Why are corporate payouts so high in the 2000s?

Kathleen Kahle, René M. Stulz

Research output: Contribution to journalArticlepeer-review

12 Scopus citations


The average annual inflation-adjusted amount paid out through dividends and repurchases by public industrial firms is more than three times larger from 2000 to 2019 than from 1971 to 1999. We find that an increase in aggregate corporate income accounts for 37% of the increase in aggregate annual payouts, and an increase in the payout rate accounts for 63%. Firms have higher payout rates in the 2000s not only because they are older, larger, and have more free cash flow, but also because they pay out more of their free cash flow. Though firms spend less on capital expenditures in the 2000s than before, capital expenditures decrease similarly for firms with payouts and for firms without.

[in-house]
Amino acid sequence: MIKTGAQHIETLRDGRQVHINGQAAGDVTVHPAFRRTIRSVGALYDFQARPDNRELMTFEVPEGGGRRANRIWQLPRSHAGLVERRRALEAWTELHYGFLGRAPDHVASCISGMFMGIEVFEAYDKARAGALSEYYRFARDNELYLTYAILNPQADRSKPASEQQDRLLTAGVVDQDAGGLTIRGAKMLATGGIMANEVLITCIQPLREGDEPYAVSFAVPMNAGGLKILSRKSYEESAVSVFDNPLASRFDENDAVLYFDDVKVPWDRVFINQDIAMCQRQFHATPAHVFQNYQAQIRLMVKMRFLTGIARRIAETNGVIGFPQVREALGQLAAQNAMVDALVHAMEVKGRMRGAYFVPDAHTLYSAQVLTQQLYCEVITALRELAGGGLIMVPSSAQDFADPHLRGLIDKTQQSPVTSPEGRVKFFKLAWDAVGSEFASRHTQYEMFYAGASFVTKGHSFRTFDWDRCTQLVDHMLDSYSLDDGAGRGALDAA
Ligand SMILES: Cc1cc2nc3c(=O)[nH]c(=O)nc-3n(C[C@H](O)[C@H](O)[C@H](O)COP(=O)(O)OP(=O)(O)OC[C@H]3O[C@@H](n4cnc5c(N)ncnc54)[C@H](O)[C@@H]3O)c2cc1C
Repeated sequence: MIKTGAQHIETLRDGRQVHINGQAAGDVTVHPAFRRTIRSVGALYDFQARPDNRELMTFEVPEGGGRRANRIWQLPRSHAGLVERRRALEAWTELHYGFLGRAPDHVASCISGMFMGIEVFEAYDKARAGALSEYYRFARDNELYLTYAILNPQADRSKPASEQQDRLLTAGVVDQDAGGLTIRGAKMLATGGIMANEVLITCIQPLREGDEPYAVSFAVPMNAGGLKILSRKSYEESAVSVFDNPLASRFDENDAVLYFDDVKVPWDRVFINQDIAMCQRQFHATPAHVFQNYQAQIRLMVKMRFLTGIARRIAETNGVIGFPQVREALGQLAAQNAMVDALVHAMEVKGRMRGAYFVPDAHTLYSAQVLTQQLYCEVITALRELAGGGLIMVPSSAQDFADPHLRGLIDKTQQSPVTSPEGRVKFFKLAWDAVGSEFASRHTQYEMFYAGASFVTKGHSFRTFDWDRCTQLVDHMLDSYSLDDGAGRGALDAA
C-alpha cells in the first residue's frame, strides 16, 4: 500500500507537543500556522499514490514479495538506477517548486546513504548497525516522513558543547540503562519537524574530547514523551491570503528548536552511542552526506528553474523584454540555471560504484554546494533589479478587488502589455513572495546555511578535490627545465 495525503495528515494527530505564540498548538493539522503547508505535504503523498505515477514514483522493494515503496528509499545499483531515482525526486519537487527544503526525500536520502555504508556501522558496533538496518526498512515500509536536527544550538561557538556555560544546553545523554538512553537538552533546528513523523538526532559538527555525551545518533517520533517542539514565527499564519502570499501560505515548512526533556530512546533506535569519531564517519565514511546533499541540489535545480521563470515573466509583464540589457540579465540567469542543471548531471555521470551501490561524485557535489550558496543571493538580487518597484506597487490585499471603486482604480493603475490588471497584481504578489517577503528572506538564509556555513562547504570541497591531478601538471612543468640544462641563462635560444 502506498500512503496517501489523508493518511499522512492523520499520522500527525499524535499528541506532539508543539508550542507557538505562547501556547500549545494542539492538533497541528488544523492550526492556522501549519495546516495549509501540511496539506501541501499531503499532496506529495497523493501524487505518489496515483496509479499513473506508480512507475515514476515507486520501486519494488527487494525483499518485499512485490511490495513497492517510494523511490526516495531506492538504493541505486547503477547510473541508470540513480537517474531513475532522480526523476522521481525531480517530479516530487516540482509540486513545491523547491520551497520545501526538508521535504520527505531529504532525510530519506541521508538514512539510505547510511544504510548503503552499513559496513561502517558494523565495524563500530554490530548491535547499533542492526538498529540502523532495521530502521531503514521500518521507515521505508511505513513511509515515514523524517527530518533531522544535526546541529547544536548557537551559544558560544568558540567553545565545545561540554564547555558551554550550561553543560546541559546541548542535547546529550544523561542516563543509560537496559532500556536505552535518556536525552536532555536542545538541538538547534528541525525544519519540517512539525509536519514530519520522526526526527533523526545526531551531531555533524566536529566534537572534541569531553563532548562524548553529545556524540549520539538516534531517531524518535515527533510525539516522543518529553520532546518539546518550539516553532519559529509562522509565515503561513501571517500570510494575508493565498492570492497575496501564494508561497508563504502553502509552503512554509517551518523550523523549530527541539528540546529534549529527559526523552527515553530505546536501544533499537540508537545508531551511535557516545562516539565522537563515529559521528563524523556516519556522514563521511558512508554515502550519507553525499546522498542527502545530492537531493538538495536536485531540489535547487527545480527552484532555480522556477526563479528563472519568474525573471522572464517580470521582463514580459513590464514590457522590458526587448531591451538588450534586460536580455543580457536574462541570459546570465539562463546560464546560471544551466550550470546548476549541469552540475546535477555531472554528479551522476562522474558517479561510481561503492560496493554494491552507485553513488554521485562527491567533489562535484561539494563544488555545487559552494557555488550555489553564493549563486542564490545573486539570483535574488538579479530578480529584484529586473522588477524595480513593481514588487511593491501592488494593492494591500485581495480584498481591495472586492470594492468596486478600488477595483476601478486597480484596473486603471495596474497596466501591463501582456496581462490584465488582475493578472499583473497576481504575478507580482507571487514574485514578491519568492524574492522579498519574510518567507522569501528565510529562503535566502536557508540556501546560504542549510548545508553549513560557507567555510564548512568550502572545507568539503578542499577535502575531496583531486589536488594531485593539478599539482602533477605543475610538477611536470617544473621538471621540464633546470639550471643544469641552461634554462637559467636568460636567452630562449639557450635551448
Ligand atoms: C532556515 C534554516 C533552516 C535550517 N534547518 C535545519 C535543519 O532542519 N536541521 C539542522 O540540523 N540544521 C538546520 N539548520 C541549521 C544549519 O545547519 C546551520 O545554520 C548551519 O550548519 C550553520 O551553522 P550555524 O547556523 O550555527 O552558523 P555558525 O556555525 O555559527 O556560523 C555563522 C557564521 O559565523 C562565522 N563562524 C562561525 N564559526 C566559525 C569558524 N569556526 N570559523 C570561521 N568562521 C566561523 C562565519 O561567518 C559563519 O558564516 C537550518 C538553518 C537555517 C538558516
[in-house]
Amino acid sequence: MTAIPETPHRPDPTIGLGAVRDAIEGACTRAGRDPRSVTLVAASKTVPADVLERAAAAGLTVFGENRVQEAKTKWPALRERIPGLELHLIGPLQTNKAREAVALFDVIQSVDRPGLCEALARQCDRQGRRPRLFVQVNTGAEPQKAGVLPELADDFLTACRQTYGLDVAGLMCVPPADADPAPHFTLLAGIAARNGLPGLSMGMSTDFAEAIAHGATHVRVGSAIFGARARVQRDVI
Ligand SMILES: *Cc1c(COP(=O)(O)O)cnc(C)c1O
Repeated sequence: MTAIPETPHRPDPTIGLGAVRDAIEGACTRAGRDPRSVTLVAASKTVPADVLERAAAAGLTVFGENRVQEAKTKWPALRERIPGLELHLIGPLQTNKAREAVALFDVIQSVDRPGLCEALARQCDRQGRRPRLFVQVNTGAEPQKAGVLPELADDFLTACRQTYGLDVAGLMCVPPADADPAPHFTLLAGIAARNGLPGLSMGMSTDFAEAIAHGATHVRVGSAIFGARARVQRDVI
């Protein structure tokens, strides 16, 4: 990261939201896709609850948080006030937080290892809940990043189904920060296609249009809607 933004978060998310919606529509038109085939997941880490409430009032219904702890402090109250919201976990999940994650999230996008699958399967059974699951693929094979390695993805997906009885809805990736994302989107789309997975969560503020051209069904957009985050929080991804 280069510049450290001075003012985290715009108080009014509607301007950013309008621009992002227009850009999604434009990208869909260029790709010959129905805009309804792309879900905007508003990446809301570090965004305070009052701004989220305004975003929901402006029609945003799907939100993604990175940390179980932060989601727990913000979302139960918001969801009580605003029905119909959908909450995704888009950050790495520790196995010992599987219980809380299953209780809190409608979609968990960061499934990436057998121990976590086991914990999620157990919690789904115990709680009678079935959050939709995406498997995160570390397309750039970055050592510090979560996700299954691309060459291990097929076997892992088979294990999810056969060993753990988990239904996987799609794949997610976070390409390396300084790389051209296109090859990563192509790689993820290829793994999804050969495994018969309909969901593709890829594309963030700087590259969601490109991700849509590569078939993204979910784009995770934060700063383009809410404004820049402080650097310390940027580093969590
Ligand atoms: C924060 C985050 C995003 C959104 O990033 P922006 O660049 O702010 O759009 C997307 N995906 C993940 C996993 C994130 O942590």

Original languageEnglish (US)
Pages (from-to)1359-1380
Number of pages22
JournalJournal of Financial Economics
Issue number3
StatePublished - Dec 2021


  • Dividends
  • Payout policy
  • Payout rate
  • Share repurchases

ASJC Scopus subject areas

  • Accounting
  • Finance
  • Economics and Econometrics
  • Strategy and Management


Dive into the research topics of 'Why are corporate payouts so high in the 2000s?'. Together they form a unique fingerprint.

Cite this